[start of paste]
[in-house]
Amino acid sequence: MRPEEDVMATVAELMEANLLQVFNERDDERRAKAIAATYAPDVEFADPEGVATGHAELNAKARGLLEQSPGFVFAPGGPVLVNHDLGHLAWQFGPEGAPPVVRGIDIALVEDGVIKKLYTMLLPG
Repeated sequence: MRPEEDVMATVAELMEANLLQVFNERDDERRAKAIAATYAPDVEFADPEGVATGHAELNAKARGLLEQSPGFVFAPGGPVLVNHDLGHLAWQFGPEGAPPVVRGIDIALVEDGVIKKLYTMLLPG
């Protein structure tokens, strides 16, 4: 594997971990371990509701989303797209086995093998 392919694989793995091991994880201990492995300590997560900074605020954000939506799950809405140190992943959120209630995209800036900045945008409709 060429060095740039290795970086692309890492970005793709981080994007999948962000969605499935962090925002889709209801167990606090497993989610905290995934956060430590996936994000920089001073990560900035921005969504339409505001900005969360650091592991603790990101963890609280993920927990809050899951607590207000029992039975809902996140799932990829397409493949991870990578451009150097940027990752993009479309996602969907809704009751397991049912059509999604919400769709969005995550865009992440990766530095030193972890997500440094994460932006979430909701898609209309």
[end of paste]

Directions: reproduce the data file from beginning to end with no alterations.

[in-house]
Amino acid sequence: MRPEEDVMATVAELMEANLLQVFNERDDERRAKAIAATYAPDVEFADPEGVATGHAELNAKARGLLEQSPGFVFAPGGPVLVNHDLGHLAWQFGPEGAPPVVRGIDIALVEDGVIKKLYTMLLPG
Repeated sequence: MRPEEDVMATVAELMEANLLQVFNERDDERRAKAIAATYAPDVEFADPEGVATGHAELNAKARGLLEQSPGFVFAPGGPVLVNHDLGHLAWQFGPEGAPPVVRGIDIALVEDGVIKKLYTMLLPG
């Protein structure tokens, strides 16, 4: 594997971990371990509701989303797209086995093998 392919694989793995091991994880201990492995300590997560900074605020954000939506799950809405140190992943959120209630995209800036900045945008409709 060429060095740039290795970086692309890492970005793709981080994007999948962000969605499935962090925002889709209801167990606090497993989610905290995934956060430590996936994000920089001073990560900035921005969504339409505001900005969360650091592991603790990101963890609280993920927990809050899951607590207000029992039975809902996140799932990829397409493949991870990578451009150097940027990752993009479309996602969907809704009751397991049912059509999604919400769709969005995550865009992440990766530095030193972890997500440094994460932006979430909701898609209309």